Internet Offers Technology to Expand Industry
Oct 1, 1999 12:00 PM
The transportation equipment leasing industry has been on a crash course to disaster for 10 years, according to one industry executive, but there is a road to survival, and it's on the Internet highway.
"Leasing companies that do nothing but lease equipment have ceased to exist," says Brian Adley, CEO and chairman of Chancellor Corporation (www.chancellor.com), a financing and fleet management solutions provider in Boston, Massachusetts.
"Companies that don't find a way to use technology to expand the scope and depth of services to their customers cannot survive."
Leasing is a commodity, says Adley. Once the big banks identified leasing as an opportunity to expand financial services, pure-play leasing companies have found it difficult to offer competitive rates. The pressure has continued throughout this decade. Many leasing companies are falling by the wayside, or are being acquired, even in the midst of growing demand. This is particularly true in the transportation market where trucks and tractor-trailers are needed to deliver the approximately $300 billion in goods expected to be sold over the Internet in the next few years, he says.
"Solutions are the solution," he adds. "A company like Chancellor has grown because it views leasing as one part of a total solution for the management of transportation equipment from acquisition of the asset through disposal of aging vehicles and replacement. In between are the critical fleet management and asset management services that enhance the value and reduce the total holding costs of the equipment for the customer. Even all that isn't enough today to give leasing a new lease on life."
The future is about providing information and services so customers can instantaneously track every phase of equipment management over the web. Customers should expect that, with one click, not five phone calls, they'll be able to monitor online the progress of their equipment acquisition, Adley says.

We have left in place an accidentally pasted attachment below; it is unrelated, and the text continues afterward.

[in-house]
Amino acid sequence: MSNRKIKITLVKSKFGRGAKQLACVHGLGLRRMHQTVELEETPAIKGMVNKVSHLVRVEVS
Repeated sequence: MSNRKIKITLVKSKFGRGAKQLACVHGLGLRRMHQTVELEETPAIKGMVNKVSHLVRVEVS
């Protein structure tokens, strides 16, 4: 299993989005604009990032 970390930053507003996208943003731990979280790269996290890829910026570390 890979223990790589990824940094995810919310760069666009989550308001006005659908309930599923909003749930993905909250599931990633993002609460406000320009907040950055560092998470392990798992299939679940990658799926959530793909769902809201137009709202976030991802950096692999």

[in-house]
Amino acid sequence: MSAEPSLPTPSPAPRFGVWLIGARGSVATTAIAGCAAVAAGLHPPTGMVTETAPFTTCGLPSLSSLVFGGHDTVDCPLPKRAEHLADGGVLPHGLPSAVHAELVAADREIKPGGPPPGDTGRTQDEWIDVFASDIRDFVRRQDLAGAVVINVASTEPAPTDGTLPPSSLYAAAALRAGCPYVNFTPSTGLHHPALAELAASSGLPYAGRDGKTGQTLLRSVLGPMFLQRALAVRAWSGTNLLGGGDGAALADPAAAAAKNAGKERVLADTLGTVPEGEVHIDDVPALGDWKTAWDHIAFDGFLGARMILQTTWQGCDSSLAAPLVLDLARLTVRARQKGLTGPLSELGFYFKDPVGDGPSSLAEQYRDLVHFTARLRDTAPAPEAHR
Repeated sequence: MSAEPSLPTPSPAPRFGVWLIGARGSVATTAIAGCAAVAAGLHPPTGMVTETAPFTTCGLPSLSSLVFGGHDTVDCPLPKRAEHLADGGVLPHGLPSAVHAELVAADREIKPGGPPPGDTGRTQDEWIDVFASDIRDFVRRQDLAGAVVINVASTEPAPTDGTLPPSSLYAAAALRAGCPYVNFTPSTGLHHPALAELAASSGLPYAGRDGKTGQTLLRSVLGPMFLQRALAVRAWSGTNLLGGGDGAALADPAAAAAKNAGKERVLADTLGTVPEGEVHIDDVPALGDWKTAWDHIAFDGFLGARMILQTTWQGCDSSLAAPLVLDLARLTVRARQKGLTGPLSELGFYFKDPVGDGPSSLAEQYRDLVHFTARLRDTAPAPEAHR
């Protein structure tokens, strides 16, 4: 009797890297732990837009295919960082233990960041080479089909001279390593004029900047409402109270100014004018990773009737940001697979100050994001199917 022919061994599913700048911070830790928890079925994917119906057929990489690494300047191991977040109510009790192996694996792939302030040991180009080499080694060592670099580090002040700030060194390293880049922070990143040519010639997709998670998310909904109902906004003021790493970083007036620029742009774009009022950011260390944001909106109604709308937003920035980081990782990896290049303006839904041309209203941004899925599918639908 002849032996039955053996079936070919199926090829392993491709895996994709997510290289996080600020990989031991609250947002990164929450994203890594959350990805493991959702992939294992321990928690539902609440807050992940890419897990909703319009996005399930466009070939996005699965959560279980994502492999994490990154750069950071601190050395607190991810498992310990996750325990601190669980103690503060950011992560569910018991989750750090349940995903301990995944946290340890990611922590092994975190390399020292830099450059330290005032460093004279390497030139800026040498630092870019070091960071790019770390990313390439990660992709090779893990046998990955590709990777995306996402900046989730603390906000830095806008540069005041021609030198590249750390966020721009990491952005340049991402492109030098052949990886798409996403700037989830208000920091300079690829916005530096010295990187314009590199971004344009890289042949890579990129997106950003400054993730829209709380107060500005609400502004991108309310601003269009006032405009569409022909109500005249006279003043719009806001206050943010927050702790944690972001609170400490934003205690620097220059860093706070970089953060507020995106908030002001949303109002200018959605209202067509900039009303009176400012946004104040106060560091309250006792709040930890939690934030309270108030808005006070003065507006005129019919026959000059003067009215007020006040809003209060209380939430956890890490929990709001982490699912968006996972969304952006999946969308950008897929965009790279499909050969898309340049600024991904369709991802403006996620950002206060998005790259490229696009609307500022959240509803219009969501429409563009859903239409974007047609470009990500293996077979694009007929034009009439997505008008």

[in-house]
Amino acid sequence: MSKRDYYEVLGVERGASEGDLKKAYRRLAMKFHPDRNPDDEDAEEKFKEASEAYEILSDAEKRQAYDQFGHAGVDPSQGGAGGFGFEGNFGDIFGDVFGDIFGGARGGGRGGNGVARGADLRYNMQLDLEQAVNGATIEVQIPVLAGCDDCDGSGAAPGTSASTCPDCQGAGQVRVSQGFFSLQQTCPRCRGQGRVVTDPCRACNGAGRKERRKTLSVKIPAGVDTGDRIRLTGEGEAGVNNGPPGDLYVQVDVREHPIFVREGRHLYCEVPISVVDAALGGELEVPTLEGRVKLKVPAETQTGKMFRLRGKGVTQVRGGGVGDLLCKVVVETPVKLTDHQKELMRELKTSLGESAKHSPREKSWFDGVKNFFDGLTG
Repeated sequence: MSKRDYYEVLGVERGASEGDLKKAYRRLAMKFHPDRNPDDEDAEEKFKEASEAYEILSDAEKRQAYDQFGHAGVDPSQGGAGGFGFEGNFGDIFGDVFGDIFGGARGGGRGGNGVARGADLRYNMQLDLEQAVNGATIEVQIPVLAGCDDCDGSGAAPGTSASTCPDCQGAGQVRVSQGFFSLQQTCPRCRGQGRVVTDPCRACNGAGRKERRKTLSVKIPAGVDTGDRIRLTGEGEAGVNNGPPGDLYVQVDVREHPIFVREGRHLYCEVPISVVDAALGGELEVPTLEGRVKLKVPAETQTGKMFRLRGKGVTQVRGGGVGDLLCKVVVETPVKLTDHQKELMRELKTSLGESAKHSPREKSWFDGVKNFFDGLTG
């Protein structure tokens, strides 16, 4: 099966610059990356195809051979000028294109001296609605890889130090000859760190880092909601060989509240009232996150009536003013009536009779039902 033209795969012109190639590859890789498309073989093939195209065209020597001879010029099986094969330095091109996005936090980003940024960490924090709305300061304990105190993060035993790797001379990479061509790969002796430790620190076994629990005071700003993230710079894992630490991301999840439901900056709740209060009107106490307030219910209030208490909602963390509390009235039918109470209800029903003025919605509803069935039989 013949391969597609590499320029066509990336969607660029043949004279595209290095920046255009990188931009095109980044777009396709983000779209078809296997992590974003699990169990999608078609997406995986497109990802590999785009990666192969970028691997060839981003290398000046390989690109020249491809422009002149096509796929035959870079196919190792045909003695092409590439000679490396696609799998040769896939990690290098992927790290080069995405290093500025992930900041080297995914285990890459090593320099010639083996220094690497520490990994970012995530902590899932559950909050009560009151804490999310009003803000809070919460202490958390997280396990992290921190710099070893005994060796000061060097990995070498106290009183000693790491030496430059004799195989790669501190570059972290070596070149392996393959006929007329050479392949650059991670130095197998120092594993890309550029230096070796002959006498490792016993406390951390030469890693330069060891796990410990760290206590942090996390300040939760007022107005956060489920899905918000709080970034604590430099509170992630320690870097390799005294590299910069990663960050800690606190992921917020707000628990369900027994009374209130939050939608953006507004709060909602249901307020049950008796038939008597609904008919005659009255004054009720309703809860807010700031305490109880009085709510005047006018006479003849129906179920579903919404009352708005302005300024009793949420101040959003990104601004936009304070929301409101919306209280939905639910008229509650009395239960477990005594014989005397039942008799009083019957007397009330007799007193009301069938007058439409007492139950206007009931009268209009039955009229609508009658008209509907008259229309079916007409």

"Once their trucks are on the road, they should be able to log onto their account on their provider's web site and find the statistics for fuel use, cost per mile to run their equipment, and the overall efficiency of their vehicles," he says. "They should be able to follow the process of trading in their vehicles at the end of term while a company like Chancellor sells them in the retail market and leases back newer trucks, saving time and money and managing the entire process.
"Customers should view their service provider as the source for industry intelligence and data to help them make informed decisions about management of the equipment they depend on to deliver their products."
Internet technology makes this level of service possible, but it takes commitment, talent, and resources to apply technology to advance the business. Leaders in the industry have to become one-stop, online information providers whose objective is to help businesses manage their fleets and control their assets, he says.
"The transportation industry has to catch up to the web technologies that are changing the economy and the way the whole world does business," Adley says. "The US Department of Commerce estimates that the country's total freight bill is $500 billion, with more than 80% spent on surface transportation, primarily trucks. With the Internet changing the dynamics of the country's distribution channels, the potential is enormous. The Internet will improve efficiency and information delivery, as well as produce cost savings. It will create extraordinary advances in the speed and effectiveness of doing business-with no loss of personalized, real-time support at the customer's convenience." Companies that move quickly will revolutionize the business through Internet technologies. Those that delay will be left behind.
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